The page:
“I’m just thankful for Tusi because she lifted my life,” Andrea said, remembering her first meeting with the CITC job coach outside Sullivan Arena.
“We wanted to get off the street, but without anybody to help and guide you, it’s kind of hard,” Richard added.
Tusi provided that help, starting with letting Richard know that to be eligible for assistance, he needed to clear up an outstanding warrant on his record. “Without this requirement for the program, Richard would be looking over his shoulder about that one thing,” Tusi explained. “But now he doesn’t have to worry about it. That was important to him.”
With that issue taken care of, Richard and Andrea moved out of the Sullivan Arena shelter and into the Econo Inn.
Inn life was only temporary, though. The first step to permanent housing was finding work — and because both Richard and Andrea were work-ready, Tusi recommended them for the Subsidized Work Experience (SWE).
Through SWE, CITC places participants in job positions with community partner organizations for a specified period of time. During that time, CITC will pay a portion or all of a participant’s salary while they gain valuable employment experience.
Richard and Andrea both landed SWE positions with Bean’s Café, washing dishes, cleaning, and doing COVID-related sanitation of the facilities. As their case manager, Tusi connected them with work-related items they needed, like bus passes, clothing, and good shoes.
“You take a couple who are motivated to be self-sufficient like Richard and Andrea and you provide them the right tools — and now they’re on the path to self-sufficiency,” said Holly Morales, CITC’s director of Employment and Training Services.
Meanwhile, Tusi was one of four CITC employees recently recognized with the CITC President’s Susten Award for displaying CITC values.
From Homeless to Home
After just two weeks at Bean’s Café, Richard and Andrea were both recommended for positions at The Children’s Lunchbox program. After 15 years without a job, in Andrea’s case, the couple worked with Tusi to reacclimate to what was expected on the job.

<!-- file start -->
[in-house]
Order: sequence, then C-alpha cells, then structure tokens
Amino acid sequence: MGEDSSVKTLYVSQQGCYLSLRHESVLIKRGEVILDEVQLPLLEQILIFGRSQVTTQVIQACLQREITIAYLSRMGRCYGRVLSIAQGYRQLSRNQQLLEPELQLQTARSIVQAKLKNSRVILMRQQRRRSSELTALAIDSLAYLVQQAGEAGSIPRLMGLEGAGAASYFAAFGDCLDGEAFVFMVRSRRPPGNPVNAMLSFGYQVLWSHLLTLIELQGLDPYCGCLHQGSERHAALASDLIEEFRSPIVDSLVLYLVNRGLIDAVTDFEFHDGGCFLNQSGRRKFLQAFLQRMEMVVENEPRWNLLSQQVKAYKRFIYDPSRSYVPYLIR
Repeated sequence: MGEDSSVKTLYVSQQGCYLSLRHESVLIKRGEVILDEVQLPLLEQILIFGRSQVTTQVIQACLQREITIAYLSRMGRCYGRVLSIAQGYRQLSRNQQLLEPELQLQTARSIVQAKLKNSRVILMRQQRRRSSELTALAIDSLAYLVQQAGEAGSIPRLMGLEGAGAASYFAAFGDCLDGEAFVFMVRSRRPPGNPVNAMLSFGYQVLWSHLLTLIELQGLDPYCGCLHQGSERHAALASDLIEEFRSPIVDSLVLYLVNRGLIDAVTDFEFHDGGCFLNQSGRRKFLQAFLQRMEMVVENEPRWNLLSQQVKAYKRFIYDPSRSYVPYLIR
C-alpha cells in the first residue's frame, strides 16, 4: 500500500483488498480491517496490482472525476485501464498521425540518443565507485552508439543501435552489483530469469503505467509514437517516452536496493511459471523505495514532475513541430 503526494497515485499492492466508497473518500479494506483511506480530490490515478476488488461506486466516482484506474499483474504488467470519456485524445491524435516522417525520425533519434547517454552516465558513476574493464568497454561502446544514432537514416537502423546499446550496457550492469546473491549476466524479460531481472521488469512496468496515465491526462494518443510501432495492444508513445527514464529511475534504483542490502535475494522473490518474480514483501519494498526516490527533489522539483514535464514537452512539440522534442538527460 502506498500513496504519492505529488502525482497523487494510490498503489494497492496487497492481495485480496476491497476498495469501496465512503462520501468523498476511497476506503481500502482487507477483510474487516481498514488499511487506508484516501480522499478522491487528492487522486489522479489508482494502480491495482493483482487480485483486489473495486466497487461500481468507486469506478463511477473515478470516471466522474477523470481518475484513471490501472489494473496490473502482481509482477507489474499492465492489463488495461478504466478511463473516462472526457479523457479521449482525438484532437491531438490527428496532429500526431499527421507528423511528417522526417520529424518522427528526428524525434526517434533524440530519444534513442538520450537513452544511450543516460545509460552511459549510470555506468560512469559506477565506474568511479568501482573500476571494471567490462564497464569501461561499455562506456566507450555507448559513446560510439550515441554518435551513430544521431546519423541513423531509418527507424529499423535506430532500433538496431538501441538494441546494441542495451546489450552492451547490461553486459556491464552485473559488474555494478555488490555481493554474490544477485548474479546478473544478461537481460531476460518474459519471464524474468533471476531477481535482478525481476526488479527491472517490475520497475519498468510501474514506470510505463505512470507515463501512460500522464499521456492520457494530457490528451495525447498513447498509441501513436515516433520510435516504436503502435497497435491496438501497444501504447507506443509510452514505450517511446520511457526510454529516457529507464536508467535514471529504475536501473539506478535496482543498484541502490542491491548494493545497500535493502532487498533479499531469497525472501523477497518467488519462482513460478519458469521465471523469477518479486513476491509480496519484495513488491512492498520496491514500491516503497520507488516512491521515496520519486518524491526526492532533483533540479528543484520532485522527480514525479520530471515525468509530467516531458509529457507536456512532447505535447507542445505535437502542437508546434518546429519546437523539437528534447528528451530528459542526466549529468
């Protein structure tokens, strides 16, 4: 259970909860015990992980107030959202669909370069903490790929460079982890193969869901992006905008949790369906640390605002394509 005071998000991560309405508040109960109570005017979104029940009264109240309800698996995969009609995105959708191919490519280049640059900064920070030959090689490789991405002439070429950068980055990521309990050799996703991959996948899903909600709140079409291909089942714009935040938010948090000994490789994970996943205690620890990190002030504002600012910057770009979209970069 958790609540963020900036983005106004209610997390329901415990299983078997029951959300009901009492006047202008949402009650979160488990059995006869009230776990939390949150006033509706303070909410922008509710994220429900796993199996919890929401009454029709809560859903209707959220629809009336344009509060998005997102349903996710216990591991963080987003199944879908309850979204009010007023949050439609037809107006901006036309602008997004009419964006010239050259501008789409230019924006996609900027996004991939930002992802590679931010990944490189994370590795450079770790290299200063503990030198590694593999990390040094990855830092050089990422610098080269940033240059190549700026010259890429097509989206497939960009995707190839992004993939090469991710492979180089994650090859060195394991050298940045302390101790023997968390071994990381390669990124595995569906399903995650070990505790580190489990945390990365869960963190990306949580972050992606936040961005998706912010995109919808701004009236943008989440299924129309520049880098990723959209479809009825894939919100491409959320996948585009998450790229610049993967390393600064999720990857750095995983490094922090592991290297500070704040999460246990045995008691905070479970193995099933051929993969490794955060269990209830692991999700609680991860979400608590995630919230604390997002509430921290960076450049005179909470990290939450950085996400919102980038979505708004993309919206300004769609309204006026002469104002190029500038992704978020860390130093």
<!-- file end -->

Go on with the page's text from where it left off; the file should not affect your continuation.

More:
“At one point, they weren’t showing up at work because they were sick,” Tusi elaborated. “But they weren’t calling in. I coached them and let them know the professional thing to do.”
“This is my opportunity to finally get a job instead of being homeless, to lift up my life and find a better way of living,” Andrea said.
With steady income, Andrea and Richard were soon able to move out of the Econo Inn and into a one-bedroom apartment. Staff from both Bean’s and The Children’s Lunchbox donated furniture to furnish the apartment, while Tusi finagled a moving company to help the couple fetch the furniture over Labor Day weekend.
“They did this. We just supported them,” Tusi summarized, pointing out that CITC is committed to working alongside people as they establish their new careers. SWE isn’t just about helping people get work experience; it’s about setting them up to succeed.
Just a few weeks ago, Tusi got word that The Children’s Lunchbox would like to keep both Richard and Andrea on as permanent employees.
“That’s the goal — to place people with employers, and for the employer to provide them with the training, and then hopefully hire them directly,” Tusi said. “Andrea and Richard were motivated to work. With just a little assistance, they changed their lives.”